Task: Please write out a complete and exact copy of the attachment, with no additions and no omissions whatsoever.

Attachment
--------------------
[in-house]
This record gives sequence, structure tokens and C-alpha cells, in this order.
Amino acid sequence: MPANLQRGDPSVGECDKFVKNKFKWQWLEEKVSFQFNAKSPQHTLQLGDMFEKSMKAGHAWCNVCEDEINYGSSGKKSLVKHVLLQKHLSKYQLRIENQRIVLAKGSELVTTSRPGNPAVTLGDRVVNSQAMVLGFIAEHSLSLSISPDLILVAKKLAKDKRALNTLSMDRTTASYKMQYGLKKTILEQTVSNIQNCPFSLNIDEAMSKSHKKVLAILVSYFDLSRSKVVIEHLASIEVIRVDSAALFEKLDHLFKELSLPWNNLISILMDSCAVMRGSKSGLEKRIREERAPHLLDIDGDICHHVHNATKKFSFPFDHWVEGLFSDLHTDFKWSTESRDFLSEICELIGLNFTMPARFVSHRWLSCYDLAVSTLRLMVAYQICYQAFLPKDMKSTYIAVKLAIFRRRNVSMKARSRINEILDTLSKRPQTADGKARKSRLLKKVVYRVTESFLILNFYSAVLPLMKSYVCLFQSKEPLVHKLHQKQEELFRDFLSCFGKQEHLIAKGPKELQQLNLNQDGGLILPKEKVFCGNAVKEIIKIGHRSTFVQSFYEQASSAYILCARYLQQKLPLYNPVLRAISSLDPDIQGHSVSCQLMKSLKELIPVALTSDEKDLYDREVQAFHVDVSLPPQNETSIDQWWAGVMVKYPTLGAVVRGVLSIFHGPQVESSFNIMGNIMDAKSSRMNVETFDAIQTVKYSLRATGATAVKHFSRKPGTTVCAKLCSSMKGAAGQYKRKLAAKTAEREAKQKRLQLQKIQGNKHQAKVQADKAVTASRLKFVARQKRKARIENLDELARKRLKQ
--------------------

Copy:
[in-house]
This record gives sequence, structure tokens and C-alpha cells, in this order.
Amino acid sequence: MPANLQRGDPSVGECDKFVKNKFKWQWLEEKVSFQFNAKSPQHTLQLGDMFEKSMKAGHAWCNVCEDEINYGSSGKKSLVKHVLLQKHLSKYQLRIENQRIVLAKGSELVTTSRPGNPAVTLGDRVVNSQAMVLGFIAEHSLSLSISPDLILVAKKLAKDKRALNTLSMDRTTASYKMQYGLKKTILEQTVSNIQNCPFSLNIDEAMSKSHKKVLAILVSYFDLSRSKVVIEHLASIEVIRVDSAALFEKLDHLFKELSLPWNNLISILMDSCAVMRGSKSGLEKRIREERAPHLLDIDGDICHHVHNATKKFSFPFDHWVEGLFSDLHTDFKWSTESRDFLSEICELIGLNFTMPARFVSHRWLSCYDLAVSTLRLMVAYQICYQAFLPKDMKSTYIAVKLAIFRRRNVSMKARSRINEILDTLSKRPQTADGKARKSRLLKKVVYRVTESFLILNFYSAVLPLMKSYVCLFQSKEPLVHKLHQKQEELFRDFLSCFGKQEHLIAKGPKELQQLNLNQDGGLILPKEKVFCGNAVKEIIKIGHRSTFVQSFYEQASSAYILCARYLQQKLPLYNPVLRAISSLDPDIQGHSVSCQLMKSLKELIPVALTSDEKDLYDREVQAFHVDVSLPPQNETSIDQWWAGVMVKYPTLGAVVRGVLSIFHGPQVESSFNIMGNIMDAKSSRMNVETFDAIQTVKYSLRATGATAVKHFSRKPGTTVCAKLCSSMKGAAGQYKRKLAAKTAEREAKQKRLQLQKIQGNKHQAKVQADKAVTASRLKFVARQKRKARIENLDELARKRLKQ